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Project Amistad: Cuts Would be Devastating


POSTED: Monday, February 28, 2011 - 7:07pm

UPDATED: Tuesday, March 1, 2011 - 5:57pm

EL PASO – As Texas lawmakers mull massive budget cuts, low-income people in El Paso are keeping a close watch. That's because fewer dollars could be devastating for those who rely on state-funded programs, to get around.

LULAC Project Amistad provides transportation services to medicaid patients who are elderly or disabled. Although the non-profit organization doesn't know how much funding they could lose through the state, they maintain that any loss will impact their clients.

Amistad helps Medicaid-qualified people who don't have a means of getting around El Paso. Using buses, they bring some people to their medical appointments, job interviews, or help others run basic errands.

Amistad's CEO, Xavier Banales, said the agency transports up to 400 people a day. The agency mostly relies on state grants, so cuts would immediately be felt by the people they serve.

“It's possible that with the decreases that it could be devastating to some of our individuals that we transport. We transport individuals who are low-income...many of them are on social security,” said Banales.

One example of that is 67-year-old Jesus Anchondo, who uses Amistad's bus services three times a week to get to his dialysis treatments.

“...Cuts would impact me. Some of us that use crutches...are sick and dizzy after dialysis treatment,” said Anchondo.

Banales said folks on a wheelchair would especially be affected.

“...To go shopping, to buy food, to go to the pharmacy, to get medication...for an able-bodied person, that's normal...but for a person who is wheelchair-bound, it's a challenge,” added Banales.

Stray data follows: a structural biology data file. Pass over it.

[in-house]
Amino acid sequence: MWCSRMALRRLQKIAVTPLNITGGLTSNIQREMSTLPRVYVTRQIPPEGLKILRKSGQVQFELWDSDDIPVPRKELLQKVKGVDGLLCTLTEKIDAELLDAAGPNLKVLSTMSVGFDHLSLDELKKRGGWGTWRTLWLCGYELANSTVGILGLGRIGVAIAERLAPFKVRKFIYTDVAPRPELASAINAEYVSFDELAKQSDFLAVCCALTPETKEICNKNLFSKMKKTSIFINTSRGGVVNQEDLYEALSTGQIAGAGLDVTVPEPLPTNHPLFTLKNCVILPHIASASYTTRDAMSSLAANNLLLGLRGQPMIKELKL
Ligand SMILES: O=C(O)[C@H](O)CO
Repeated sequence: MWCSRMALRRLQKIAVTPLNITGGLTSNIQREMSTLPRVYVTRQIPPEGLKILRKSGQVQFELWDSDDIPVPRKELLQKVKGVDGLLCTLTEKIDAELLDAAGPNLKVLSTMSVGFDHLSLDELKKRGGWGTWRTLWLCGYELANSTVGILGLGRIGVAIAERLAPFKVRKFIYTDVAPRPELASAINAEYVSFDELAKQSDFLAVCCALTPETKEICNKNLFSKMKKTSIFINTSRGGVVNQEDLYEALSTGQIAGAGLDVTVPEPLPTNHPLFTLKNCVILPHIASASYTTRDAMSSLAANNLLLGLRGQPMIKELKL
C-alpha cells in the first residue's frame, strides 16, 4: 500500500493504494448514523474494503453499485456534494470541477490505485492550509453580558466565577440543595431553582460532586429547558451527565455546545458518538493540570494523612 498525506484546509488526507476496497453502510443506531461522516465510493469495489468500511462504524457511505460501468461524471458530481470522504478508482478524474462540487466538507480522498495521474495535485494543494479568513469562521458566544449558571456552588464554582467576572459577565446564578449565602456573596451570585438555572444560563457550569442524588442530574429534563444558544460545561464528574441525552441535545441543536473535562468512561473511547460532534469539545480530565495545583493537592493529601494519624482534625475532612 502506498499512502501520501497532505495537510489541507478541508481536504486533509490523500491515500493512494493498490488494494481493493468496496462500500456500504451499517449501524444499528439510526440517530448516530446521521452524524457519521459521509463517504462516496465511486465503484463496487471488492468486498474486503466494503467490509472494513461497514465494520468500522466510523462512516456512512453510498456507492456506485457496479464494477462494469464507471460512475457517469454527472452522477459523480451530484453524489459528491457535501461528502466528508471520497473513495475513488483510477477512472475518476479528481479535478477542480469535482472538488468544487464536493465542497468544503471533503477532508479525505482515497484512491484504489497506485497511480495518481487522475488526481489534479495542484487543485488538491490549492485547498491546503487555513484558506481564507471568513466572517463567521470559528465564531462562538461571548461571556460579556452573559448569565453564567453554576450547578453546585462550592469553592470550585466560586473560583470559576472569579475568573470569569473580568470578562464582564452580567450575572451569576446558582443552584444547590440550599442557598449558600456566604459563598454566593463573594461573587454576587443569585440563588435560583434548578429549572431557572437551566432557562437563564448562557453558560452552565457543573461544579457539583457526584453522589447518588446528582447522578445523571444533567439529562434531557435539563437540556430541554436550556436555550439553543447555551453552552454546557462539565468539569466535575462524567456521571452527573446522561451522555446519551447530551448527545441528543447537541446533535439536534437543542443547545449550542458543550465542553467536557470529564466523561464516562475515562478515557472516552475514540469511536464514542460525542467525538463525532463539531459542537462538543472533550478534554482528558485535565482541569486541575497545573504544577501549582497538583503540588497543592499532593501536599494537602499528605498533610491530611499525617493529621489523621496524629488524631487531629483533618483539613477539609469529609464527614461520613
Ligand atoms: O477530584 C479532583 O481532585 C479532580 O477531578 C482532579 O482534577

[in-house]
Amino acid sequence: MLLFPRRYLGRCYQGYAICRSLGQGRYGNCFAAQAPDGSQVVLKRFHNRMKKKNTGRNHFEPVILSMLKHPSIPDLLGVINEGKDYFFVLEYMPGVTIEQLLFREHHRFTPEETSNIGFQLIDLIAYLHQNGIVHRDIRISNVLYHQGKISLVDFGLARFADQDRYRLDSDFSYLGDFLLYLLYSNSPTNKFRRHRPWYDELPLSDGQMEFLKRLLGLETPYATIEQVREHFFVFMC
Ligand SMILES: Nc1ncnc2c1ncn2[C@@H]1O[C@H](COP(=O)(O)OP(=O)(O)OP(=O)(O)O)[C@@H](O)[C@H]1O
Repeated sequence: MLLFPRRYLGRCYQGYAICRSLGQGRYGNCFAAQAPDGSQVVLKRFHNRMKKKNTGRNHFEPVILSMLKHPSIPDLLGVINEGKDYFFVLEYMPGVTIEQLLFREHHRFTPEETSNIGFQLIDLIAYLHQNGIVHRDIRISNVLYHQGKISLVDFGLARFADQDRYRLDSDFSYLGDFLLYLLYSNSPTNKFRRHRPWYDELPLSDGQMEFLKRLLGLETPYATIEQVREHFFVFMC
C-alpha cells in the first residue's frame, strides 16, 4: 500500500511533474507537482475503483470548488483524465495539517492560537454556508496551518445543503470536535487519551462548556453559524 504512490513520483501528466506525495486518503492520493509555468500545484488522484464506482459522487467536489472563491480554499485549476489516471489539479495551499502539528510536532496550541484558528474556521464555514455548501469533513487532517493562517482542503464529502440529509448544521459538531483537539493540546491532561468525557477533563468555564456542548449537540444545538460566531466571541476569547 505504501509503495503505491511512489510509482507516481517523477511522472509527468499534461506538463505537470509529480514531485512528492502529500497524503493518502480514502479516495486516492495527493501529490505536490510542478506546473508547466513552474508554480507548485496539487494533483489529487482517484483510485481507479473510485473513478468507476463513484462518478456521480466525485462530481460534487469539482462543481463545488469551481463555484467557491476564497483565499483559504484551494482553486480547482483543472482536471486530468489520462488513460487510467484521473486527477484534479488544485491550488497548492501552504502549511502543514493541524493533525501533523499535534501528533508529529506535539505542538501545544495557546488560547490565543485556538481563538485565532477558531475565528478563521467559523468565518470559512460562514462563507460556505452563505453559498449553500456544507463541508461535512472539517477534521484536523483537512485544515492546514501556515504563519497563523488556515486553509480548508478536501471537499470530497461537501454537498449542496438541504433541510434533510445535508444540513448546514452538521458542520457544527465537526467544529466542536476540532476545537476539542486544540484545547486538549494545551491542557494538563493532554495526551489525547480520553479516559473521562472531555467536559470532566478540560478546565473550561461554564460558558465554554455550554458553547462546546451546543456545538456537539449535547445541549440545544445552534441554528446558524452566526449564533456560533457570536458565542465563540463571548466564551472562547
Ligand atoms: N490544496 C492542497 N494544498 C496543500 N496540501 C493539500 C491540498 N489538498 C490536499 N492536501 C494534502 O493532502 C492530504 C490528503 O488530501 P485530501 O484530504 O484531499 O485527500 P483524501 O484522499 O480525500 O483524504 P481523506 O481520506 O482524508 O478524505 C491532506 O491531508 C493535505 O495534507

If the agency has fewer funds to work with, it may reduce the frequency of their transportation services, or even the areas they serve. In the meantime, Banales said the agency is trying to rely on fund-raising to offset potential cuts, but he acknowledged there is a problem with that.

“It's a very hard area to hit because all the non-profit agencies in El Paso are doing the same thing,” stated Banales.

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Maybe now LULAC will see the drain the illegals have on our economy when it comes to goverment funding in the U.S.

Funny how taxes work LULAC. Who knew that taxes help fund you and your project amistad that is fighting for those who don't pay back into the very system that gives you hand-outs to keep your lights on.

The state cannot withstand any more free handouts.If you are non-profit, do not expect any help from the state. Ask the unions that take most of the budget to keep running. Ask the teachers union for assistance. They seem to be on the winning side. They get 40% of the budget to teach our kids how to like themselves instead of reading, writing and aritmetic. No use in asking LULAc for help, they only want to have most of the southwest be given back to mejico,or ask the welfare maidens.

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